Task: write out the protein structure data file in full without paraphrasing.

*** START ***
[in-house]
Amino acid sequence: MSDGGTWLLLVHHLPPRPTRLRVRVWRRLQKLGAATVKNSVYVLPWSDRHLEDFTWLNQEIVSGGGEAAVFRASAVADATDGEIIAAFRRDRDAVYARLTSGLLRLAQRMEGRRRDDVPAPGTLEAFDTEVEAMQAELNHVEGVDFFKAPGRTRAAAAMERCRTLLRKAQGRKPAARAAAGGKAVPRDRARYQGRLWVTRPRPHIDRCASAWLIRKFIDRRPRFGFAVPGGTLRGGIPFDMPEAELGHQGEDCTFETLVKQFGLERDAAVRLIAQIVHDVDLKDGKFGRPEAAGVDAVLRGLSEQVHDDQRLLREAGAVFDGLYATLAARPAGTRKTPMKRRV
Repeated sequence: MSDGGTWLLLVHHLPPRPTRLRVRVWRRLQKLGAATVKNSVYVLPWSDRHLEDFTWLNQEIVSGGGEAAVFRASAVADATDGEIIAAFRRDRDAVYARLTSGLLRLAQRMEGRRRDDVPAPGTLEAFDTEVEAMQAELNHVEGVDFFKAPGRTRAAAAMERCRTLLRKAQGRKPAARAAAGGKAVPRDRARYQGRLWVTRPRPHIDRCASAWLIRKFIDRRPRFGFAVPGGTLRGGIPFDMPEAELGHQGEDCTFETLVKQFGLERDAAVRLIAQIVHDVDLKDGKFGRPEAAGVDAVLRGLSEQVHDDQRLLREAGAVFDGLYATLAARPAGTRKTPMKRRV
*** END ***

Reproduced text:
[in-house]
Amino acid sequence: MSDGGTWLLLVHHLPPRPTRLRVRVWRRLQKLGAATVKNSVYVLPWSDRHLEDFTWLNQEIVSGGGEAAVFRASAVADATDGEIIAAFRRDRDAVYARLTSGLLRLAQRMEGRRRDDVPAPGTLEAFDTEVEAMQAELNHVEGVDFFKAPGRTRAAAAMERCRTLLRKAQGRKPAARAAAGGKAVPRDRARYQGRLWVTRPRPHIDRCASAWLIRKFIDRRPRFGFAVPGGTLRGGIPFDMPEAELGHQGEDCTFETLVKQFGLERDAAVRLIAQIVHDVDLKDGKFGRPEAAGVDAVLRGLSEQVHDDQRLLREAGAVFDGLYATLAARPAGTRKTPMKRRV
Repeated sequence: MSDGGTWLLLVHHLPPRPTRLRVRVWRRLQKLGAATVKNSVYVLPWSDRHLEDFTWLNQEIVSGGGEAAVFRASAVADATDGEIIAAFRRDRDAVYARLTSGLLRLAQRMEGRRRDDVPAPGTLEAFDTEVEAMQAELNHVEGVDFFKAPGRTRAAAAMERCRTLLRKAQGRKPAARAAAGGKAVPRDRARYQGRLWVTRPRPHIDRCASAWLIRKFIDRRPRFGFAVPGGTLRGGIPFDMPEAELGHQGEDCTFETLVKQFGLERDAAVRLIAQIVHDVDLKDGKFGRPEAAGVDAVLRGLSEQVHDDQRLLREAGAVFDGLYATLAARPAGTRKTPMKRRV